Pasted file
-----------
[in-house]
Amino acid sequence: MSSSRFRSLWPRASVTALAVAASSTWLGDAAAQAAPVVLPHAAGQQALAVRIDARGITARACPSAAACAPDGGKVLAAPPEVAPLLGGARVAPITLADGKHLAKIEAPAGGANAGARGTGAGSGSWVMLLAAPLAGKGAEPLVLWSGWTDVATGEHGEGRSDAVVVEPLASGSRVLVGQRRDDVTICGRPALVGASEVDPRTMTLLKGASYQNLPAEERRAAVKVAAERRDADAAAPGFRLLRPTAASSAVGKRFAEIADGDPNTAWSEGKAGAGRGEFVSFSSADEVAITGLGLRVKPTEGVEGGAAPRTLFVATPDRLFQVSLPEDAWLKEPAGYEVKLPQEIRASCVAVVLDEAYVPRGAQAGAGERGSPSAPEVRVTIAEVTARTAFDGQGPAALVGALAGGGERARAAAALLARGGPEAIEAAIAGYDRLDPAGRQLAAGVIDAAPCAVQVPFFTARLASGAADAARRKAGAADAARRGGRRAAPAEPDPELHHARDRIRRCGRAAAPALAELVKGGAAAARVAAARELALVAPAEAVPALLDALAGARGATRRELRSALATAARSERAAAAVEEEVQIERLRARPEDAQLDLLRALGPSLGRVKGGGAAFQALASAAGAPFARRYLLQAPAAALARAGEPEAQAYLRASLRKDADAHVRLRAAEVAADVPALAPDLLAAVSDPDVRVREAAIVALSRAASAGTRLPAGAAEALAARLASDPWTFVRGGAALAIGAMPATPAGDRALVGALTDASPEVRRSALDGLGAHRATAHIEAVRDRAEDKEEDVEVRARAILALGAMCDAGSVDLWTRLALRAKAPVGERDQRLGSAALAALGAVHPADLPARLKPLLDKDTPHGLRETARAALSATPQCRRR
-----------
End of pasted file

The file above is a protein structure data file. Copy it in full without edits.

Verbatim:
[in-house]
Amino acid sequence: MSSSRFRSLWPRASVTALAVAASSTWLGDAAAQAAPVVLPHAAGQQALAVRIDARGITARACPSAAACAPDGGKVLAAPPEVAPLLGGARVAPITLADGKHLAKIEAPAGGANAGARGTGAGSGSWVMLLAAPLAGKGAEPLVLWSGWTDVATGEHGEGRSDAVVVEPLASGSRVLVGQRRDDVTICGRPALVGASEVDPRTMTLLKGASYQNLPAEERRAAVKVAAERRDADAAAPGFRLLRPTAASSAVGKRFAEIADGDPNTAWSEGKAGAGRGEFVSFSSADEVAITGLGLRVKPTEGVEGGAAPRTLFVATPDRLFQVSLPEDAWLKEPAGYEVKLPQEIRASCVAVVLDEAYVPRGAQAGAGERGSPSAPEVRVTIAEVTARTAFDGQGPAALVGALAGGGERARAAAALLARGGPEAIEAAIAGYDRLDPAGRQLAAGVIDAAPCAVQVPFFTARLASGAADAARRKAGAADAARRGGRRAAPAEPDPELHHARDRIRRCGRAAAPALAELVKGGAAAARVAAARELALVAPAEAVPALLDALAGARGATRRELRSALATAARSERAAAAVEEEVQIERLRARPEDAQLDLLRALGPSLGRVKGGGAAFQALASAAGAPFARRYLLQAPAAALARAGEPEAQAYLRASLRKDADAHVRLRAAEVAADVPALAPDLLAAVSDPDVRVREAAIVALSRAASAGTRLPAGAAEALAARLASDPWTFVRGGAALAIGAMPATPAGDRALVGALTDASPEVRRSALDGLGAHRATAHIEAVRDRAEDKEEDVEVRARAILALGAMCDAGSVDLWTRLALRAKAPVGERDQRLGSAALAALGAVHPADLPARLKPLLDKDTPHGLRETARAALSATPQCRRR